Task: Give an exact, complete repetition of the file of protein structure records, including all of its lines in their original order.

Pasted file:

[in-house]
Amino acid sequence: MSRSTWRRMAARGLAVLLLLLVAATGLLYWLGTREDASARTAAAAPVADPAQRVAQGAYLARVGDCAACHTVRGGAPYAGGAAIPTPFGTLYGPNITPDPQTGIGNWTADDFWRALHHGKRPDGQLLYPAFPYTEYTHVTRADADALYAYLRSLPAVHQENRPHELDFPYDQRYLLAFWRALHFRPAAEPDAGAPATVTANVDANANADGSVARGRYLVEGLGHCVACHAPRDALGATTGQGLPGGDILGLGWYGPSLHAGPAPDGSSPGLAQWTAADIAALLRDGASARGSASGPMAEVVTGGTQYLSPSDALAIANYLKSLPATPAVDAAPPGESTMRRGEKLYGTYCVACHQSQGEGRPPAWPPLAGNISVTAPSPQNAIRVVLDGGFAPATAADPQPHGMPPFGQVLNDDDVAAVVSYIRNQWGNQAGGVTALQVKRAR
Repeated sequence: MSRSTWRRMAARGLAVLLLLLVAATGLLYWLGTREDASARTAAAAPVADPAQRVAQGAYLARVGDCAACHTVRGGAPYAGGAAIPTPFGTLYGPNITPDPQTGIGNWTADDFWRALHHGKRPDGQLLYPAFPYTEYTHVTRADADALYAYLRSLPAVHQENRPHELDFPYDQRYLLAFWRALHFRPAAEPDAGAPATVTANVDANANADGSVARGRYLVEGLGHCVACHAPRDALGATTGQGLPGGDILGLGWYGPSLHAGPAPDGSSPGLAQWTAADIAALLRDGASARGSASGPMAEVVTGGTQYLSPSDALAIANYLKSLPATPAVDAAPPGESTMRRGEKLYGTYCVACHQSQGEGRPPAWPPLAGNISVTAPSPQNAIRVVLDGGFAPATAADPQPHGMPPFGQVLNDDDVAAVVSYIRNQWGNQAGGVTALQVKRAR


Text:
[in-house]
Amino acid sequence: MSRSTWRRMAARGLAVLLLLLVAATGLLYWLGTREDASARTAAAAPVADPAQRVAQGAYLARVGDCAACHTVRGGAPYAGGAAIPTPFGTLYGPNITPDPQTGIGNWTADDFWRALHHGKRPDGQLLYPAFPYTEYTHVTRADADALYAYLRSLPAVHQENRPHELDFPYDQRYLLAFWRALHFRPAAEPDAGAPATVTANVDANANADGSVARGRYLVEGLGHCVACHAPRDALGATTGQGLPGGDILGLGWYGPSLHAGPAPDGSSPGLAQWTAADIAALLRDGASARGSASGPMAEVVTGGTQYLSPSDALAIANYLKSLPATPAVDAAPPGESTMRRGEKLYGTYCVACHQSQGEGRPPAWPPLAGNISVTAPSPQNAIRVVLDGGFAPATAADPQPHGMPPFGQVLNDDDVAAVVSYIRNQWGNQAGGVTALQVKRAR
Repeated sequence: MSRSTWRRMAARGLAVLLLLLVAATGLLYWLGTREDASARTAAAAPVADPAQRVAQGAYLARVGDCAACHTVRGGAPYAGGAAIPTPFGTLYGPNITPDPQTGIGNWTADDFWRALHHGKRPDGQLLYPAFPYTEYTHVTRADADALYAYLRSLPAVHQENRPHELDFPYDQRYLLAFWRALHFRPAAEPDAGAPATVTANVDANANADGSVARGRYLVEGLGHCVACHAPRDALGATTGQGLPGGDILGLGWYGPSLHAGPAPDGSSPGLAQWTAADIAALLRDGASARGSASGPMAEVVTGGTQYLSPSDALAIANYLKSLPATPAVDAAPPGESTMRRGEKLYGTYCVACHQSQGEGRPPAWPPLAGNISVTAPSPQNAIRVVLDGGFAPATAADPQPHGMPPFGQVLNDDDVAAVVSYIRNQWGNQAGGVTALQVKRAR